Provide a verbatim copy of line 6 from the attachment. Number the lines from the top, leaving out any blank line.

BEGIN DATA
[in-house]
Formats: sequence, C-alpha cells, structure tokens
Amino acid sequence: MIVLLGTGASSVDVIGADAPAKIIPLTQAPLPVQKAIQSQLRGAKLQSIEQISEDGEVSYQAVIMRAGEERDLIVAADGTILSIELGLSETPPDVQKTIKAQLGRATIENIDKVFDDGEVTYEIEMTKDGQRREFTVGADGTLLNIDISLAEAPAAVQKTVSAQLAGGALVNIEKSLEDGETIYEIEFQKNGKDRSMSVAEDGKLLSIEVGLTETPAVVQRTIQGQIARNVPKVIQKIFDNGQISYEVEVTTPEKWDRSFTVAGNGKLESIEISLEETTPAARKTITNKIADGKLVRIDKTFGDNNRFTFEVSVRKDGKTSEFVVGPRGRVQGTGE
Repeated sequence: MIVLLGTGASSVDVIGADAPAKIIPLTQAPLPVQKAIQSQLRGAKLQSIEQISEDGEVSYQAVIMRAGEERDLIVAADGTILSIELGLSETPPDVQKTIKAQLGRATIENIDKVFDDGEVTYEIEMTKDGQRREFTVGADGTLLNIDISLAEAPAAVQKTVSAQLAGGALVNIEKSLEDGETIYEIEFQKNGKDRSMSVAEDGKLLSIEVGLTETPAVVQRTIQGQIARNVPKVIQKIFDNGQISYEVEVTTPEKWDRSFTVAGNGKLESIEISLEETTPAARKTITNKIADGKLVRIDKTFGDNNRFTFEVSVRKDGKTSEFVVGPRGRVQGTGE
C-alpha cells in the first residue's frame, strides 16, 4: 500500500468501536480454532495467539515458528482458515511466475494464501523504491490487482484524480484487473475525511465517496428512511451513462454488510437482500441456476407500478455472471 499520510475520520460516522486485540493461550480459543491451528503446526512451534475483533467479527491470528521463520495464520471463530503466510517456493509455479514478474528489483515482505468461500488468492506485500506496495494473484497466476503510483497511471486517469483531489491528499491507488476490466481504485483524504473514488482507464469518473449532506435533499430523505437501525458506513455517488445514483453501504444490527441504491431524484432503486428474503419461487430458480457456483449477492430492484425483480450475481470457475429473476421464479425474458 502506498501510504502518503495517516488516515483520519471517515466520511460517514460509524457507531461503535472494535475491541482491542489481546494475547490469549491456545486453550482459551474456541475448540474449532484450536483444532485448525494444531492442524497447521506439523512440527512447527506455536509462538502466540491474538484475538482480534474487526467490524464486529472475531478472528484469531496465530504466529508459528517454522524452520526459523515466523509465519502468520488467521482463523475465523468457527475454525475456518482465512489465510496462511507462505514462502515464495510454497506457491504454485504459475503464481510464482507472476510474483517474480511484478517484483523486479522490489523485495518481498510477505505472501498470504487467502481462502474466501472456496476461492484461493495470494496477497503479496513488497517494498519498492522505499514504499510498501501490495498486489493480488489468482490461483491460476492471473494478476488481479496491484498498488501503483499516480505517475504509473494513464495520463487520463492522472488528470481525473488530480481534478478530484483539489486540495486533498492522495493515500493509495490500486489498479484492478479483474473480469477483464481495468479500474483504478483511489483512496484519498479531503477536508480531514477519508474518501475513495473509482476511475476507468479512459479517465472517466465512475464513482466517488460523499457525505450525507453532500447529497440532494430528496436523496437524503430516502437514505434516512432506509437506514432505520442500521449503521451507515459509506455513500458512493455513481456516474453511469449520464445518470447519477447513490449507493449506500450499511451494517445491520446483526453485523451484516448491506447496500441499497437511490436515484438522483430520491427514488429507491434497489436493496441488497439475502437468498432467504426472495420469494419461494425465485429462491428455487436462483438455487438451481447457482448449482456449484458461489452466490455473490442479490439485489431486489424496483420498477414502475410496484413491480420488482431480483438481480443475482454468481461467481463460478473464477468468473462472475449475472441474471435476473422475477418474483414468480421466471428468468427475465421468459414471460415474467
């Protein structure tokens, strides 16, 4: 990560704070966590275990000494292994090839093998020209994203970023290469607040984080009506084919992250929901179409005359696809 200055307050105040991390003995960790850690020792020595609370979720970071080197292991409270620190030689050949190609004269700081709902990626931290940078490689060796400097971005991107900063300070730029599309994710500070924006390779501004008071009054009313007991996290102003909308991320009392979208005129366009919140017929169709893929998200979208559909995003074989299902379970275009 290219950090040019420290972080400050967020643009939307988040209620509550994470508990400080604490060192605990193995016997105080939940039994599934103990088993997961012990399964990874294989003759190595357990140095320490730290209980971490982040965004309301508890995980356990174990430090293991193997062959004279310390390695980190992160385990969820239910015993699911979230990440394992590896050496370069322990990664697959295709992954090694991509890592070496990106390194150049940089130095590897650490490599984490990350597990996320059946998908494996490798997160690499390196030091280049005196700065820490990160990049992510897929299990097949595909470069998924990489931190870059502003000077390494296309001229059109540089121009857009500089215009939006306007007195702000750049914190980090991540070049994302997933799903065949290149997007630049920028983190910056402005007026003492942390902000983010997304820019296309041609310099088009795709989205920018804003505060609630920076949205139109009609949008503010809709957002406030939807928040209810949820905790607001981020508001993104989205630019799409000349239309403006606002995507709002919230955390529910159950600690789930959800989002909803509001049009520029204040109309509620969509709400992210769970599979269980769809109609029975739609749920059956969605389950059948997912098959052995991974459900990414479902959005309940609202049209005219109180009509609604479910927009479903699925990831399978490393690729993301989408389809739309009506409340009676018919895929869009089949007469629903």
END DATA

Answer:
């Protein structure tokens, strides 16, 4: 990560704070966590275990000494292994090839093998020209994203970023290469607040984080009506084919992250929901179409005359696809 200055307050105040991390003995960790850690020792020595609370979720970071080197292991409270620190030689050949190609004269700081709902990626931290940078490689060796400097971005991107900063300070730029599309994710500070924006390779501004008071009054009313007991996290102003909308991320009392979208005129366009919140017929169709893929998200979208559909995003074989299902379970275009 290219950090040019420290972080400050967020643009939307988040209620509550994470508990400080604490060192605990193995016997105080939940039994599934103990088993997961012990399964990874294989003759190595357990140095320490730290209980971490982040965004309301508890995980356990174990430090293991193997062959004279310390390695980190992160385990969820239910015993699911979230990440394992590896050496370069322990990664697959295709992954090694991509890592070496990106390194150049940089130095590897650490490599984490990350597990996320059946998908494996490798997160690499390196030091280049005196700065820490990160990049992510897929299990097949595909470069998924990489931190870059502003000077390494296309001229059109540089121009857009500089215009939006306007007195702000750049914190980090991540070049994302997933799903065949290149997007630049920028983190910056402005007026003492942390902000983010997304820019296309041609310099088009795709989205920018804003505060609630920076949205139109009609949008503010809709957002406030939807928040209810949820905790607001981020508001993104989205630019799409000349239309403006606002995507709002919230955390529910159950600690789930959800989002909803509001049009520029204040109309509620969509709400992210769970599979269980769809109609029975739609749920059956969605389950059948997912098959052995991974459900990414479902959005309940609202049209005219109180009509609604479910927009479903699925990831399978490393690729993301989408389809739309009506409340009676018919895929869009089949007469629903």